In addition to periodic financial statements, pursuant to the Master Lease we are entitled to receive (i) a detailed consolidated budget on an annual basis and any significant revisions approved by Windstream’s board of directors, (ii) prompt notice of any adverse action or investigation by a governmental authority relating to Windstream’s licenses affecting the leased property, and (iii) information we require to comply with our reporting and filing obligations with the SEC. Furthermore, pursuant to the Master Lease, we may inspect the properties leased to Windstream upon reasonable advance notice, and, no more than twice per year, we may require Windstream to deliver an officer’s certificate certifying, among other things, its material compliance with the covenants under the Master Lease, the amount of rent and additional charges payable thereunder, the dates the same were paid, and any other questions or statements of fact we reasonably request.

For the period from April 24, 2015 to December 31, 2015, we recognized $17.7 million of revenue from the Consumer CLEC Business. As of December 31, 2015, we serviced approximately 46,000 customers as compared to 54,000 customers serviced by Windstream at December 31, 2014. The decrease in customers is due to the effects of competition and customer attrition. Beginning in the fourth quarter, we commenced sales and marketing efforts in select markets to slow customer attrition.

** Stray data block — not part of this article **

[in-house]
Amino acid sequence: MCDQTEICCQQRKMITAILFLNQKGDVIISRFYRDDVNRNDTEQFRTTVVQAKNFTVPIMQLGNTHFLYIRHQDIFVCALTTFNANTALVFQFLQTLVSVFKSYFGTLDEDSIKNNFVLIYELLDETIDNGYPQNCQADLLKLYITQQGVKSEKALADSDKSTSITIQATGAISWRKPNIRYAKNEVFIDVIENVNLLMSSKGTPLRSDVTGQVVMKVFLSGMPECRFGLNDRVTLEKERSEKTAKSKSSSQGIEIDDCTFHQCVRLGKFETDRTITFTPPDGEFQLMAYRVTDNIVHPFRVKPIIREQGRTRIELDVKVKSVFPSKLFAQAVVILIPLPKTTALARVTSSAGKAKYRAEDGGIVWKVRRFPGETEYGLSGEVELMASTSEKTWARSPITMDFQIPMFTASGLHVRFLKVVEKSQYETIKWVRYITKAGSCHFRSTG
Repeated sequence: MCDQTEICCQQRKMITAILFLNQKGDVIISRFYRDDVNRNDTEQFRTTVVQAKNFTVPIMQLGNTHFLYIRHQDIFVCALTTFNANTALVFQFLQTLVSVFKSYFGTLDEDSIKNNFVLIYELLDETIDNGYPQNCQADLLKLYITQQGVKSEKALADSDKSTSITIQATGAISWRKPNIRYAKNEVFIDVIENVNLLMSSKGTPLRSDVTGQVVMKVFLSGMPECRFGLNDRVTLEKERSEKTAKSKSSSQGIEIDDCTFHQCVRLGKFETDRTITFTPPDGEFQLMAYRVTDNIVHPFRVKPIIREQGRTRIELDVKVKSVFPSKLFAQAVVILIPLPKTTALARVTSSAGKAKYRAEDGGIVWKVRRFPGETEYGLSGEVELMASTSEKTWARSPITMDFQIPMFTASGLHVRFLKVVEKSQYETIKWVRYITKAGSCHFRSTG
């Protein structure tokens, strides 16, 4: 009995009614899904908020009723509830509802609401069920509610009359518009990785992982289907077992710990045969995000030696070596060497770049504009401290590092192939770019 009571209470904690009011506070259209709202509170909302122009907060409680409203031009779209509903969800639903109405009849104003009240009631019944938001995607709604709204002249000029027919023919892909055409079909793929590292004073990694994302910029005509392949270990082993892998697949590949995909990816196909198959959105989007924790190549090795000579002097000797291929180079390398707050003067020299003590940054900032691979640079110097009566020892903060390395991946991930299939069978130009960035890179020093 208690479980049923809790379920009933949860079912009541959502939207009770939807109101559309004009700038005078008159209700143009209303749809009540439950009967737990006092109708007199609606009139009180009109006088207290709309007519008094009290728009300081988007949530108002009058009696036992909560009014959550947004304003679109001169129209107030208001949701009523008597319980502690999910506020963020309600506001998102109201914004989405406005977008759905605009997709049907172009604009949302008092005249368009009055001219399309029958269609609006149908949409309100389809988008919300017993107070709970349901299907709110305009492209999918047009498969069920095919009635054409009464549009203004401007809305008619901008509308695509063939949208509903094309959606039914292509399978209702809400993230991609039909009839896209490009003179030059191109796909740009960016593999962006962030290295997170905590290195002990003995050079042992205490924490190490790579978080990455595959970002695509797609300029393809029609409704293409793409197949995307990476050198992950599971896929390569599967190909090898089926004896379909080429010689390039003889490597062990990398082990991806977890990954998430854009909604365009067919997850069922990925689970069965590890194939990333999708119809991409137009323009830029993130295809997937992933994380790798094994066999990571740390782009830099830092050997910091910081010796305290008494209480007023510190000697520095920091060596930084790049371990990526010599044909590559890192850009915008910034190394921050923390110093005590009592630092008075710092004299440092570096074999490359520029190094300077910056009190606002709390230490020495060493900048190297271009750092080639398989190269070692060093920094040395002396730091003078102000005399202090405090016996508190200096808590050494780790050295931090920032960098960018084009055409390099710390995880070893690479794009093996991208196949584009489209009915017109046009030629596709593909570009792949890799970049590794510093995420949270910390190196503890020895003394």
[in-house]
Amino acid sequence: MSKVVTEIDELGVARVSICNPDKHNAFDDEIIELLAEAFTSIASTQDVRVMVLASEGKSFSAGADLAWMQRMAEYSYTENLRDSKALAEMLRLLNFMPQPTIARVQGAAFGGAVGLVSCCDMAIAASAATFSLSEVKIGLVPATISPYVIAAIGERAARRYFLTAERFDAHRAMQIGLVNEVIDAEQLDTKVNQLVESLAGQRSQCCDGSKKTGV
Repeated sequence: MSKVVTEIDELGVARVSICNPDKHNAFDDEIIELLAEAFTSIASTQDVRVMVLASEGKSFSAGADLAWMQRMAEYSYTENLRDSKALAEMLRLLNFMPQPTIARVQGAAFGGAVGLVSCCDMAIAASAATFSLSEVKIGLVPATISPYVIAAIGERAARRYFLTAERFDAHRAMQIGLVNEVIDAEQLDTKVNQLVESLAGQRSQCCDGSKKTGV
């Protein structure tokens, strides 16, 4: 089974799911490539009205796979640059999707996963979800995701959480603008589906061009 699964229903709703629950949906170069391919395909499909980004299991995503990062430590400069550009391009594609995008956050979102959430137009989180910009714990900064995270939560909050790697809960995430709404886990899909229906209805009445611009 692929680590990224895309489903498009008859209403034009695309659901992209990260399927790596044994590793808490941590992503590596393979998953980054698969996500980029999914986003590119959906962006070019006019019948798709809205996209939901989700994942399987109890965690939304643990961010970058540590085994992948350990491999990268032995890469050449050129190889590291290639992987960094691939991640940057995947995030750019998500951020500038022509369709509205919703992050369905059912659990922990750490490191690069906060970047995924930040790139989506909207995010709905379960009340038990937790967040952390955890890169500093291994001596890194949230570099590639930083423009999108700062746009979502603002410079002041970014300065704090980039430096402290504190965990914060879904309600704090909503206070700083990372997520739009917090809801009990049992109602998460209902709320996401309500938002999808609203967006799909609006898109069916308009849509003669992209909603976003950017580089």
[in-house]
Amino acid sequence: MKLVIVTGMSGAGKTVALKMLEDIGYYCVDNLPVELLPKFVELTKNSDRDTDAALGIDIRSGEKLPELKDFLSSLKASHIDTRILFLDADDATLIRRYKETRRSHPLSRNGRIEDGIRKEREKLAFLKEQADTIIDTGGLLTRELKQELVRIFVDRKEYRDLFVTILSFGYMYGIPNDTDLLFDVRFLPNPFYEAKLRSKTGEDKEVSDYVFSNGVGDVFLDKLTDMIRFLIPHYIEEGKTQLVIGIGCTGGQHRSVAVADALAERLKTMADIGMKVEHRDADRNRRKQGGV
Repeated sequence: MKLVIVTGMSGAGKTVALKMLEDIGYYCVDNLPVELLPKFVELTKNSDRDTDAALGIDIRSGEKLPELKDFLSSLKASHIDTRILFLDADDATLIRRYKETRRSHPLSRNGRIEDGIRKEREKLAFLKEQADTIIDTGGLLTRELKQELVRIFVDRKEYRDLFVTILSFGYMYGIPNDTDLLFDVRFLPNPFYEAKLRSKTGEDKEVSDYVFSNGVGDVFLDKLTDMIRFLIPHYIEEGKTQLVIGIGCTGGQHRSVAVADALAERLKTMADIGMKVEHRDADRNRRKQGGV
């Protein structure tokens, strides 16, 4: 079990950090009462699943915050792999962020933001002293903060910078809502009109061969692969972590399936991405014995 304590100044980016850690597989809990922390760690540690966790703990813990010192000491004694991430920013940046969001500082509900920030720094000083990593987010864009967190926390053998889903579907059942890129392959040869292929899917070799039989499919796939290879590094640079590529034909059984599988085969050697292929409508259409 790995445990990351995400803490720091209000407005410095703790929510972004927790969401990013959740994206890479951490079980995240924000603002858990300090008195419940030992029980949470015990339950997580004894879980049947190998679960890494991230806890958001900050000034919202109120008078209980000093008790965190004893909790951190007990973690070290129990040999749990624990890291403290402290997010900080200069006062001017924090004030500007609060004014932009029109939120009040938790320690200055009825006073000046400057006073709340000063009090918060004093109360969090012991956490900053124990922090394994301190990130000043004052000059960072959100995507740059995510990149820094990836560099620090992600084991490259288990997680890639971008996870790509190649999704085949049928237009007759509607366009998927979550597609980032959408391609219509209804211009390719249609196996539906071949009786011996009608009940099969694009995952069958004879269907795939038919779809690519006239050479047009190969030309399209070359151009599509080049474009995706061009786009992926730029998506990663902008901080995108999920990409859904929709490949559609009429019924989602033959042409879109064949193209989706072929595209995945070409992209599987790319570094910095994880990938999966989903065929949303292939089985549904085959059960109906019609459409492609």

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Interest Expense

Interest expense for the period from April 24, 2015 to December 31, 2015 totaled $181.8 million, which includes non-cash interest expense of $10.0 million resulting from the amortization of our debt discounts and debt issuance costs. Our interest expense includes the impact of our interest rate swap agreements.

Depreciation and Amortization Expense